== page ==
On an average day everyone seems to be trying to convince me to make a commitment to a particular brand. It’s either Apple or Samsung, MacDonalds or KFC, Ford or Holden, SGIO or Bupa, Eagles or Dockers.
On a religious level there seem to be as many brand expectations: Baptist or Anglican, Calvinist or Arminian, Fundamentalist or Liberal, Pro Choice or Pro Life, Creationist or Evolutionist.
And the lists go on…
I was sharing at church on Sunday about paradox and my view that in life we don’t always have to make a choice between one extreme or another. On many occasions it is quite alright to accept there are two points of view and that they are both valid in their own way.
That is not to say that we can avoid making a decision and happily sit on the fence on everything. Rather, I think there is a place for us to investigate and study the options, come to the place where we understand the differences, then hold both sides together.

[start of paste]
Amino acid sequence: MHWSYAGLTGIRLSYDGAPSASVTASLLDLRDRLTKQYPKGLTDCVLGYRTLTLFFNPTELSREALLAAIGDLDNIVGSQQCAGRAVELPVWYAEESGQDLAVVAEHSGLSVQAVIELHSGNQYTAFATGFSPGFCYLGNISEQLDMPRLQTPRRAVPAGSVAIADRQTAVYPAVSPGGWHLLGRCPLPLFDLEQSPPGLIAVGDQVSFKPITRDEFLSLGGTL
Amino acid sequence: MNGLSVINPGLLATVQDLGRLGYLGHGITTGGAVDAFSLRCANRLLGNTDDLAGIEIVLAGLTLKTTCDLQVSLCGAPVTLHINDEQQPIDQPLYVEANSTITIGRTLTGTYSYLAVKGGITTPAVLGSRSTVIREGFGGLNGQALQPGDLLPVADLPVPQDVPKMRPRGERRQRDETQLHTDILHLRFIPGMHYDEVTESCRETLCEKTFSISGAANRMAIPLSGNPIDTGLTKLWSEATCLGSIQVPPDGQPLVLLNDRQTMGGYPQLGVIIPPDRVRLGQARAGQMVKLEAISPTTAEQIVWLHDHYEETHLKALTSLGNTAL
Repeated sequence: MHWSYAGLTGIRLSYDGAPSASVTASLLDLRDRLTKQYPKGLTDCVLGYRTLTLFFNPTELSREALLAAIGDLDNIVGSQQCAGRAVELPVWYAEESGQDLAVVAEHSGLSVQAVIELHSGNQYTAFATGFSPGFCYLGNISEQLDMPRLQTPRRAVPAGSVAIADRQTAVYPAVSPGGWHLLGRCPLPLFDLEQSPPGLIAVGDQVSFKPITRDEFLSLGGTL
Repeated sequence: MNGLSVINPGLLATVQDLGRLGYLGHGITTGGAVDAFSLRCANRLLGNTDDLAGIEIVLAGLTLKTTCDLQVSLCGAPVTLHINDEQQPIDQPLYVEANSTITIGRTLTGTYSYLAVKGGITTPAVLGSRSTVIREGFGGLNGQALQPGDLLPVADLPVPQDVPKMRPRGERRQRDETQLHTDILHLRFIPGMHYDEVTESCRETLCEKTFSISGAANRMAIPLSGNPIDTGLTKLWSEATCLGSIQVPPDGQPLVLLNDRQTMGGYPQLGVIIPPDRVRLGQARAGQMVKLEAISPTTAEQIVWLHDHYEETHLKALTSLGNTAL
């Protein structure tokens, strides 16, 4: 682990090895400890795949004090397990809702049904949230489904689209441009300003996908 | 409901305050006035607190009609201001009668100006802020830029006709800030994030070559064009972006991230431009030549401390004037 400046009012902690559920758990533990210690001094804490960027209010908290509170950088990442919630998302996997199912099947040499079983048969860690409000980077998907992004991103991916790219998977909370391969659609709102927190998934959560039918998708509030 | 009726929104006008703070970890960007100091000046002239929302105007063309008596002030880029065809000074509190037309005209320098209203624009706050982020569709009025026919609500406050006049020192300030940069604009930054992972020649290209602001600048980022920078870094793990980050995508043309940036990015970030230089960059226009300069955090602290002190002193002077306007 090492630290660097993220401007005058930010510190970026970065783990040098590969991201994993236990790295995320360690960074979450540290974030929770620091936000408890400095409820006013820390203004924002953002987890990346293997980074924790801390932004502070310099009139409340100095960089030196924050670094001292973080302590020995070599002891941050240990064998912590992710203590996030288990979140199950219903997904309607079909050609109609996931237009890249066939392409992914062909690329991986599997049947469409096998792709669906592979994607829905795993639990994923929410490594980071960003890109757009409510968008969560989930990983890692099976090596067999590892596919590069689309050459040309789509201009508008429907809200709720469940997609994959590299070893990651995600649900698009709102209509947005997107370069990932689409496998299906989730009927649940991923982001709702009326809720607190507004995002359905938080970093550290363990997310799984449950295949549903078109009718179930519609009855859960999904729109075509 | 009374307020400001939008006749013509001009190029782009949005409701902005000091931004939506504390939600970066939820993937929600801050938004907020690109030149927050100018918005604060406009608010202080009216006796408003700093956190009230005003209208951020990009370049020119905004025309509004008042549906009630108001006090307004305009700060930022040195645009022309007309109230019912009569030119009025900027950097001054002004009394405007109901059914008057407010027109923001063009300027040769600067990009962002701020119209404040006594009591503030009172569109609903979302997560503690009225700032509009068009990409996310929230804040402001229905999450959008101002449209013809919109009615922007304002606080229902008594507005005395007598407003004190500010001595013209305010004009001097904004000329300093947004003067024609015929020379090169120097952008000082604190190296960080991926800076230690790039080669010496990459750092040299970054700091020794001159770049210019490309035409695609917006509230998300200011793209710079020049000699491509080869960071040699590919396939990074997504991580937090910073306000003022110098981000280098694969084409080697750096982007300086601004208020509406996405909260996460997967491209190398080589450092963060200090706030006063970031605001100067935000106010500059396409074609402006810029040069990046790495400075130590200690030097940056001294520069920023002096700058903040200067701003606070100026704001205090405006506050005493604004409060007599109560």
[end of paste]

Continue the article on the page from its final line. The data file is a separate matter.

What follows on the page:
The healthy approach is when we come to a viewpoint of our own, but are still prepared to hear the other side and allow someone else the right to argue and defend their point of view, without animosity.
I’m convinced that Jesus is the only way by which we can find peace with God. However, I know there are many people who figure there are other ways to know God, and some who don’t even believe there is a god.
As a Baptist, one of our fundamental beliefs is the freedom of religion – that is the right of everyone to practice the religion of one’s choice or no religion at all. This means that not only should I listen to what someone else says and respect their right to believe what they believe, but I will also defend their right to have that belief.
And since I am prepared to defend a person’s right to believe what they have chosen, I deserve the right to share my viewpoint with them.
It’s interesting that in a free country we are increasingly being told that we are being discriminatory if we express our viewpoints.